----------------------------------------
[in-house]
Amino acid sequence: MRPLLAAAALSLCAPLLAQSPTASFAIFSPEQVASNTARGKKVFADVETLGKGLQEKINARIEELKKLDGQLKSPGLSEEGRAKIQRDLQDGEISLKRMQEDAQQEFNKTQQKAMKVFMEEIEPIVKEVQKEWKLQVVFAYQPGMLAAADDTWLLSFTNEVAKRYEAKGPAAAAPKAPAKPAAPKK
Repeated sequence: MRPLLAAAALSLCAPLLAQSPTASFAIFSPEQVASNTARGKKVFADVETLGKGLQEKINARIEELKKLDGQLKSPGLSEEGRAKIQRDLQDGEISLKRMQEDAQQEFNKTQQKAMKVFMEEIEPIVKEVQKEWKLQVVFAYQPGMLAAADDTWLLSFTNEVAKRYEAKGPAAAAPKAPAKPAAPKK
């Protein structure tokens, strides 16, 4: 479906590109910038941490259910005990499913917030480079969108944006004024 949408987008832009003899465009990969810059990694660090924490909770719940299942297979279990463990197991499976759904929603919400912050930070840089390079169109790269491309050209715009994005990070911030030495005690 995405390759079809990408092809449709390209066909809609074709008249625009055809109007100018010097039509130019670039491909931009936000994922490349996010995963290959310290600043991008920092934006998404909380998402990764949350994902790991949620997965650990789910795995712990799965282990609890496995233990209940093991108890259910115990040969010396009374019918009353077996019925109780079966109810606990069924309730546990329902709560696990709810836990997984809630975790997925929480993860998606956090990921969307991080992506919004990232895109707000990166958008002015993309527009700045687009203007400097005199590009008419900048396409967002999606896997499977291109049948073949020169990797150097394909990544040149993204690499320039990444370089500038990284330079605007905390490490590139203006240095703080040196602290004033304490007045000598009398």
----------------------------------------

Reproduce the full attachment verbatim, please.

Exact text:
[in-house]
Amino acid sequence: MRPLLAAAALSLCAPLLAQSPTASFAIFSPEQVASNTARGKKVFADVETLGKGLQEKINARIEELKKLDGQLKSPGLSEEGRAKIQRDLQDGEISLKRMQEDAQQEFNKTQQKAMKVFMEEIEPIVKEVQKEWKLQVVFAYQPGMLAAADDTWLLSFTNEVAKRYEAKGPAAAAPKAPAKPAAPKK
Repeated sequence: MRPLLAAAALSLCAPLLAQSPTASFAIFSPEQVASNTARGKKVFADVETLGKGLQEKINARIEELKKLDGQLKSPGLSEEGRAKIQRDLQDGEISLKRMQEDAQQEFNKTQQKAMKVFMEEIEPIVKEVQKEWKLQVVFAYQPGMLAAADDTWLLSFTNEVAKRYEAKGPAAAAPKAPAKPAAPKK
């Protein structure tokens, strides 16, 4: 479906590109910038941490259910005990499913917030480079969108944006004024 949408987008832009003899465009990969810059990694660090924490909770719940299942297979279990463990197991499976759904929603919400912050930070840089390079169109790269491309050209715009994005990070911030030495005690 995405390759079809990408092809449709390209066909809609074709008249625009055809109007100018010097039509130019670039491909931009936000994922490349996010995963290959310290600043991008920092934006998404909380998402990764949350994902790991949620997965650990789910795995712990799965282990609890496995233990209940093991108890259910115990040969010396009374019918009353077996019925109780079966109810606990069924309730546990329902709560696990709810836990997984809630975790997925929480993860998606956090990921969307991080992506919004990232895109707000990166958008002015993309527009700045687009203007400097005199590009008419900048396409967002999606896997499977291109049948073949020169990797150097394909990544040149993204690499320039990444370089500038990284330079605007905390490490590139203006240095703080040196602290004033304490007045000598009398």